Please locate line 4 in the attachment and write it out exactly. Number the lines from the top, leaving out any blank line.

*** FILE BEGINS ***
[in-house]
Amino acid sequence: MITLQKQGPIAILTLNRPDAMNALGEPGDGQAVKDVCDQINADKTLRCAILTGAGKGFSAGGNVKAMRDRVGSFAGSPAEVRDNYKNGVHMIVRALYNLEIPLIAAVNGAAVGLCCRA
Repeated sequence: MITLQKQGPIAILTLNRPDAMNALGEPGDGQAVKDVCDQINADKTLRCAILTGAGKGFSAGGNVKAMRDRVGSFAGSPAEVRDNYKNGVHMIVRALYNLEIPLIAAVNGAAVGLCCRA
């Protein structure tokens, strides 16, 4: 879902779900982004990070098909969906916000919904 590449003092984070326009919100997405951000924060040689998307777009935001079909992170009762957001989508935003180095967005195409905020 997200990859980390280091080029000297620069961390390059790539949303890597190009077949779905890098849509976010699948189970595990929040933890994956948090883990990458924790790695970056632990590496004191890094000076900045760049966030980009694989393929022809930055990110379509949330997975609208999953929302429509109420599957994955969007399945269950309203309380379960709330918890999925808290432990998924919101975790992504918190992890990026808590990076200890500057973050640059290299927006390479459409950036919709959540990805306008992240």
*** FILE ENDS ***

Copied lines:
């Protein structure tokens, strides 16, 4: 879902779900982004990070098909969906916000919904 590449003092984070326009919100997405951000924060040689998307777009935001079909992170009762957001989508935003180095967005195409905020 997200990859980390280091080029000297620069961390390059790539949303890597190009077949779905890098849509976010699948189970595990929040933890994956948090883990990458924790790695970056632990590496004191890094000076900045760049966030980009694989393929022809930055990110379509949330997975609208999953929302429509109420599957994955969007399945269950309203309380379960709330918890999925808290432990998924919101975790992504918190992890990026808590990076200890500057973050640059290299927006390479459409950036919709959540990805306008992240």